“Elyzaveta Fatayeva was sitting on a blanket in the basement, next to her boyfriend, when the theater exploded above her.”
So begins grantee James Verini’s haunting, mesmerizing reconstruction of what remains “the single most lethal act of violence against Ukrainian civilians”—Russia’s destruction of the Donetsk Regional Academic Drama Theater, where hundreds of civilians had sheltered last February and March during Russia’s siege of the Ukrainian port city of Mariupol.
“It is difficult to imagine Russian forces didn’t know what they were doing when they destroyed the theater,” Verini writes, “where the temporary residents had painted the Russian word for ‘CHILDREN’ so large on the grounds outside that it could be seen in satellite imagery.”
Verini and photographer Paolo Pellegrin, in their story for The New York Times Magazine, recapture the weeks of the siege and the theater’s destruction as no other journalists have done, by focusing on the individual stories among the estimated 1,500 people who sheltered in the theater, many in the basement and others in dressing rooms, stockrooms, and on the theater’s stage.
Among the many heartbreaking stories Verini tells is that of a taxi driver, his wife, and son, all of them sheltering in what had been an opera box overlooking the stage. When the bombs struck, the ceiling above them collapsed. The wife and son survived; the husband did not.
Mariupol is now under Russian control, making all the more essential the meticulous documentation by Verini and Pellegrin, including dozens of interviews with survivors now relocated across Ukraine and beyond. Their report is the third of three by Verini and Pellegrin we have supported this year, the first one recounting conditions and attitudes in eastern Ukraine on the eve of war and the second on the Russian siege of the northeastern city of Kharkiv.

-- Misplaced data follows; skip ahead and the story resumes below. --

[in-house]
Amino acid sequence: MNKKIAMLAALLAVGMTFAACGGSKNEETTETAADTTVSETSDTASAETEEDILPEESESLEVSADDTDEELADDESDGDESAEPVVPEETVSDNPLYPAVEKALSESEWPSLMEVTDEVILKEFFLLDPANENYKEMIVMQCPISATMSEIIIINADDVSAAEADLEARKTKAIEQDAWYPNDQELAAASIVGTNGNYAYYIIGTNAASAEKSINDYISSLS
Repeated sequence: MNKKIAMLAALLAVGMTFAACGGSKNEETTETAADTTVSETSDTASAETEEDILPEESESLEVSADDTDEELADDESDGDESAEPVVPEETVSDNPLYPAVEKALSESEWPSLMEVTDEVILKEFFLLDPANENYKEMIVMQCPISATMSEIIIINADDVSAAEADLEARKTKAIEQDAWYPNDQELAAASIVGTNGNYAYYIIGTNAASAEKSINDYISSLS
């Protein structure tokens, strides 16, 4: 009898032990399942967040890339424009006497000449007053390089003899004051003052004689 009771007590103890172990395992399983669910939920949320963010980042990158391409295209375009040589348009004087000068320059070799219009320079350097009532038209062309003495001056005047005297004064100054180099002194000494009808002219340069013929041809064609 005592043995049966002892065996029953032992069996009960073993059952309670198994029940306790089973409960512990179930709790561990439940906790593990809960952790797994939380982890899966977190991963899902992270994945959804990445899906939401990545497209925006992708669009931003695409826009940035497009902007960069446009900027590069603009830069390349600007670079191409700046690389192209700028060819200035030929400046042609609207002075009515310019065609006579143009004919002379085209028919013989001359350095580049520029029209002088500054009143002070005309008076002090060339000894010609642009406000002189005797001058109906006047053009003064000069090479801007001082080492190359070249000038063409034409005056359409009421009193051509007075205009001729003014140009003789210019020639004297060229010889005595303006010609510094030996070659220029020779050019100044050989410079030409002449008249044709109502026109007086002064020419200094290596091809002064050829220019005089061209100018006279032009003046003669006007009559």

Also this week, a poignant story for PBS NewsHour, produced in partnership with Retro Report, on Ukrainian Holocaust survivors being evacuated out of harm’s way—some of them to nursing homes in Germany, the country that under Nazi rule was responsible for killing 1.5 million Ukrainian Jews.
The Pulitzer Center-supported story “A Mother Watches Helplessly as Her Teenage Boy Deteriorates in a Texas Youth Prison,” by Lisa Armstrong for The Texas Tribune, has helped change one family for the better.
“The Texas Juvenile Justice Department (TJJD) has a long and well-documented history of neglect and abuse,” Armstrong writes. The story follows one boy who has lived in detention since he was 11, his deteriorating mental health as a result of poor living conditions, and his mother’s struggle to get him out. The boy featured in this story was removed from isolation and allowed to attend school.
Texas state Rep. Carl Sherman read the story and requested information from the boy's mother so that his office could investigate. The boy's mother was also invited to speak before the Texas Advisory Committee to the United States Commission on Civil Rights.
This message first appeared in the September 9, 2022, edition of the Pulitzer Center's weekly newsletter. Subscribe today.
Click here to read the full newsletter.